Towards a New Transformation: Part II The Opposable Project

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It is not the critic who counts; not the man who points out how the strong man stumbles, or where the doer of deeds could have done them better. The credit belongs to the man who is actually in the arena, whose face is marred by dust and sweat and blood; who strives valiantly; who errs, who comes short again and again, because there is no effort without error and shortcoming; but who does actually strive to do the deeds; who knows great enthusiasms, the great devotions; who spends himself in a worthy cause; who at the best knows in the end the triumph of high achievement, and who at the worst, if he fails, at least fails while daring greatly, so that his place shall never be with those cold and timid souls who neither know victory nor defeat. 

from “Citizenship In A Republic”, speech delivered by Theodore Roosevelt at the Sorbonne, in Paris, France on 23 April, 1910

What Next for IT Projects?

Faced with the (well-documented) challenges that large IT transformation projects have, it is reasonable for those business executives that are asked to fund these projects to seek assurance that their money will be well-spent.

So, in the last blog post I spent a little time on these challenges and started to outline some of the trends that are starting to shape the “way ahead”. Trends like Agile, Extreme Programming, DevOps, UX, Lean and so on. However not all these trends are at the same stage of maturity and trying to tie them together into a meaningful methodology seems like a challenging task.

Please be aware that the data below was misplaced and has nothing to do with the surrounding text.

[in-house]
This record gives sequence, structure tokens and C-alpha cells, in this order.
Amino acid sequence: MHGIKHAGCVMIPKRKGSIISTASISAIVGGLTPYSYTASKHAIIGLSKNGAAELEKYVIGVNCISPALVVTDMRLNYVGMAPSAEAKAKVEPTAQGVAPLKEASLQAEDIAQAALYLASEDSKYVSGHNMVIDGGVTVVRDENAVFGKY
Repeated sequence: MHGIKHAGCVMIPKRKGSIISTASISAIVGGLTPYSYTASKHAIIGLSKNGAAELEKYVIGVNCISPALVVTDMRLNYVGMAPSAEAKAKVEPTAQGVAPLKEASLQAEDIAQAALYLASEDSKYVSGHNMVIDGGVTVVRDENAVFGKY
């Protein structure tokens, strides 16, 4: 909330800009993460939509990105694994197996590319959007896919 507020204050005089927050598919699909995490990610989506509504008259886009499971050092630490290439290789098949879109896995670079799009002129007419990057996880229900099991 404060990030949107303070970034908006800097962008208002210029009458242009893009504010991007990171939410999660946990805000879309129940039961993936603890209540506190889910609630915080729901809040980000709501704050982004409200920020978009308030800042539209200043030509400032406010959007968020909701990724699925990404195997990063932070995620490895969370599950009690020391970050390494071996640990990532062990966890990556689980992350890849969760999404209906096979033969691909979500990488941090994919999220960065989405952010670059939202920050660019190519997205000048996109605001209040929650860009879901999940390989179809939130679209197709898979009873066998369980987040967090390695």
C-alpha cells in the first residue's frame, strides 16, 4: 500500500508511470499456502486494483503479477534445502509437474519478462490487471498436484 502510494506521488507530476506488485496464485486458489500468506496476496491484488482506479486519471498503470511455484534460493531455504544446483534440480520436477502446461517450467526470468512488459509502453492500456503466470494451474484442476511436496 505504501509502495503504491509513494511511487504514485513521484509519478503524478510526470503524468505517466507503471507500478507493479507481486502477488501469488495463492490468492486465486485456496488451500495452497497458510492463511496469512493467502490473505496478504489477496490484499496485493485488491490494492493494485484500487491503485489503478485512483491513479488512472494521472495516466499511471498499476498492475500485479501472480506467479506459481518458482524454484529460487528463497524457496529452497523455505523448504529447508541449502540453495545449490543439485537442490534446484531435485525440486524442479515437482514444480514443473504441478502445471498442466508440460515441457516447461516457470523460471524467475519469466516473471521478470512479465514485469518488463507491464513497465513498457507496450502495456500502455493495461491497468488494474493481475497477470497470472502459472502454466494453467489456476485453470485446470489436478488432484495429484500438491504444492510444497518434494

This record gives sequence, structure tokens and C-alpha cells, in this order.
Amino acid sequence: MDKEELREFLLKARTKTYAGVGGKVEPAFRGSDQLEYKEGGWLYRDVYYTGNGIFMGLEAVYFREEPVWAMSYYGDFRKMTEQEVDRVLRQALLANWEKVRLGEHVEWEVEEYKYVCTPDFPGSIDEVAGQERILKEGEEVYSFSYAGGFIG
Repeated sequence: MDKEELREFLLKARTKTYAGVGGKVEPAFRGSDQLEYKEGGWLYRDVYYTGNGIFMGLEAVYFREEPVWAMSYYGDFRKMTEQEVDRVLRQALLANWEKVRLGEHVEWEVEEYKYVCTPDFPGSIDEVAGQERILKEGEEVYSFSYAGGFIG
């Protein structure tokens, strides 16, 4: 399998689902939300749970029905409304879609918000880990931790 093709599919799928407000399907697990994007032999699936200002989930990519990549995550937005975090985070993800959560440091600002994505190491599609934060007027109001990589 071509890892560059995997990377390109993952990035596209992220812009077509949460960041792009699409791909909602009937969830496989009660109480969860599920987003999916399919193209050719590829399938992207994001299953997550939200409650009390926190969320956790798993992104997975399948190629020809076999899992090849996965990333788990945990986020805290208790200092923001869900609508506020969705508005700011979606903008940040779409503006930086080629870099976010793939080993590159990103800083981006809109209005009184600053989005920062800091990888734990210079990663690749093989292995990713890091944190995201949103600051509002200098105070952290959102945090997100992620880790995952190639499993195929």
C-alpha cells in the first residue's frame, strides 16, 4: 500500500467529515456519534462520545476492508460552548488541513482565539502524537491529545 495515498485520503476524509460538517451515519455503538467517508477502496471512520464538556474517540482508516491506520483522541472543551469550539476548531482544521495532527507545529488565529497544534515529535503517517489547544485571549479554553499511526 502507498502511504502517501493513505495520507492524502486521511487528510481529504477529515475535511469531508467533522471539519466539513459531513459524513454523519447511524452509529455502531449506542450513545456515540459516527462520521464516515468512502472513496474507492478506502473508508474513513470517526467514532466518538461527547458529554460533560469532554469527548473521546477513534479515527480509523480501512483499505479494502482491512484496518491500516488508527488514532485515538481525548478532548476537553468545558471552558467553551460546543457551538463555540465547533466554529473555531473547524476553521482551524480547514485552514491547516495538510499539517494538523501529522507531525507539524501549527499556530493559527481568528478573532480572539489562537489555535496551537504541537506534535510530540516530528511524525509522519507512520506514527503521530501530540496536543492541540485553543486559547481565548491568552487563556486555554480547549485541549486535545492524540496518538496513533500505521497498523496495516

Back to the Future: Thinking about Methodology

Allow me to digress for a few minutes.

Early on in my career I started to get involved in software development methods – from the early work of Ed Yourdon and Tom DeMarco that gave the world structured analysis – I was hooked on terms like IE, SSADM,  Object-Oriented Analysis and Design, and so on. I was an advocate of CASE tools and practised RAD. At the same time I became concerned that the approach we took in those projects (in the 1980’s and 1990’s) was inflexible and struggled to deliver the business outcome promised.

In recent years I have become more interested in how we hang different concepts into flexible frameworks. I grew up with logical and physical data models so I am reluctant to discard them, I also appreciate the rigour that a structured analysis-design-programming approach provides but, at the same time, I have seen the level of engagement go up on Agile projects. Therefore, I wonder if there is a logical evolution of structured methods into the rapidly changing world that we now occupy?

So the question that comes to my mind (with respect to transformation projects) is “how do we ensure that we apply a rigour of thinking and a discipline of doing whilst at the same time being extremely responsive to the changing way that people interpret and process information to do their business jobs, as well as anticipating future (undefined) future client needs”?

Sounds hard, which brings me to managing compromise …

Why “The Opposable Project”?

F. Scott Fitzgerald once wrote that one sign of a first-rate intelligence is the ability “to hold two opposing ideas in mind at the same time and still retain the ability to function.”

In Roger Martin’s book, “The Opposable Mind”, he describes the way that the best business execs can consider 2 seemingly contradictory approaches and find ways to not make poor choices or compromises between the different approaches, but combine them to deliver the best possible outcome. He says:

They have the predisposition and the capacity to hold two diametrically opposing ideas in their heads. And then, without panicking or simply settling for one alternative or the other, they’re able to produce a synthesis that is superior to either opposing idea.